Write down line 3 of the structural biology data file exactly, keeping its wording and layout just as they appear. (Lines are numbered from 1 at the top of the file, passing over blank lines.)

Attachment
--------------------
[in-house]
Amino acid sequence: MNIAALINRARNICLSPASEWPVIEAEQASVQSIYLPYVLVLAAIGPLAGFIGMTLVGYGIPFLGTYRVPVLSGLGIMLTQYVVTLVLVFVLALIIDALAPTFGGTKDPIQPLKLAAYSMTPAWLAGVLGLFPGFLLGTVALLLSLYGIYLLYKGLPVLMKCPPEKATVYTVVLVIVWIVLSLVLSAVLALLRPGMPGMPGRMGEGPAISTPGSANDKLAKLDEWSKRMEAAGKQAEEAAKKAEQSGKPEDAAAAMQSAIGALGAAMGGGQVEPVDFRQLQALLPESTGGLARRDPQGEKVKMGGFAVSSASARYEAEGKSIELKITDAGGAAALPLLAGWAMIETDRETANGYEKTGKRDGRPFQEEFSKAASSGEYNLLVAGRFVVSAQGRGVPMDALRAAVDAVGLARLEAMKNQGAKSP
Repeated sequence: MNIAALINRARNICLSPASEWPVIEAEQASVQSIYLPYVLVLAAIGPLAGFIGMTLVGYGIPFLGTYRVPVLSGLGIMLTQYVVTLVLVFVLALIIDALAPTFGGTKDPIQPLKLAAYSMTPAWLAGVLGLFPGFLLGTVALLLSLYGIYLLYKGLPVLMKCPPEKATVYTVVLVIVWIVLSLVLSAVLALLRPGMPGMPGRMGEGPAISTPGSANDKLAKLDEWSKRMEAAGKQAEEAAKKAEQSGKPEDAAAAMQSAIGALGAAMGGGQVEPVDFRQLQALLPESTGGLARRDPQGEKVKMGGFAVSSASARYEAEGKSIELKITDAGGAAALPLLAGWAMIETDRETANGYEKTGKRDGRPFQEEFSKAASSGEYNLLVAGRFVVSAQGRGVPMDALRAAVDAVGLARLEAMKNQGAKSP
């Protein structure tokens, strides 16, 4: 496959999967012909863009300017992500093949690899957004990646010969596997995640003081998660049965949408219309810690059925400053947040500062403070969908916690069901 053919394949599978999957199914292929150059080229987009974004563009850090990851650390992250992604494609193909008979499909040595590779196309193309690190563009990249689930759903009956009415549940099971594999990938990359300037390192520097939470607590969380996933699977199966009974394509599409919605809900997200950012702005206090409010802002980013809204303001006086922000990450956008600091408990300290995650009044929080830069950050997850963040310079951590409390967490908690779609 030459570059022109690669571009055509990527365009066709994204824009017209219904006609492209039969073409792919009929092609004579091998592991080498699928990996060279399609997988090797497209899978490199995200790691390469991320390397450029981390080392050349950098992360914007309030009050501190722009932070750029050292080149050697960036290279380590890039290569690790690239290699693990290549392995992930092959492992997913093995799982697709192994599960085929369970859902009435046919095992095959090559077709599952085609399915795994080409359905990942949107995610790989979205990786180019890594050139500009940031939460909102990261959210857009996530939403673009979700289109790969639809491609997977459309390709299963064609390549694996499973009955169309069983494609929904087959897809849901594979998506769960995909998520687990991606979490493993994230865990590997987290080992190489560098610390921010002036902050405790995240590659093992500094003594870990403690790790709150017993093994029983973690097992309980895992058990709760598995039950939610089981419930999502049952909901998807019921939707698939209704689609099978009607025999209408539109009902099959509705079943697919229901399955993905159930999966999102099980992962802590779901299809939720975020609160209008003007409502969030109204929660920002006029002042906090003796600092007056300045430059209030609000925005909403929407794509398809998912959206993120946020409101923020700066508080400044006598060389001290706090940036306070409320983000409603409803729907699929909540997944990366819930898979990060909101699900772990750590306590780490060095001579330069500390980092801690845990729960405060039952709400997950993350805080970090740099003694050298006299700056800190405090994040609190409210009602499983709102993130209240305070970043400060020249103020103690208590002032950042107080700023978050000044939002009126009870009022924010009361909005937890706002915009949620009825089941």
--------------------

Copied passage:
Repeated sequence: MNIAALINRARNICLSPASEWPVIEAEQASVQSIYLPYVLVLAAIGPLAGFIGMTLVGYGIPFLGTYRVPVLSGLGIMLTQYVVTLVLVFVLALIIDALAPTFGGTKDPIQPLKLAAYSMTPAWLAGVLGLFPGFLLGTVALLLSLYGIYLLYKGLPVLMKCPPEKATVYTVVLVIVWIVLSLVLSAVLALLRPGMPGMPGRMGEGPAISTPGSANDKLAKLDEWSKRMEAAGKQAEEAAKKAEQSGKPEDAAAAMQSAIGALGAAMGGGQVEPVDFRQLQALLPESTGGLARRDPQGEKVKMGGFAVSSASARYEAEGKSIELKITDAGGAAALPLLAGWAMIETDRETANGYEKTGKRDGRPFQEEFSKAASSGEYNLLVAGRFVVSAQGRGVPMDALRAAVDAVGLARLEAMKNQGAKSP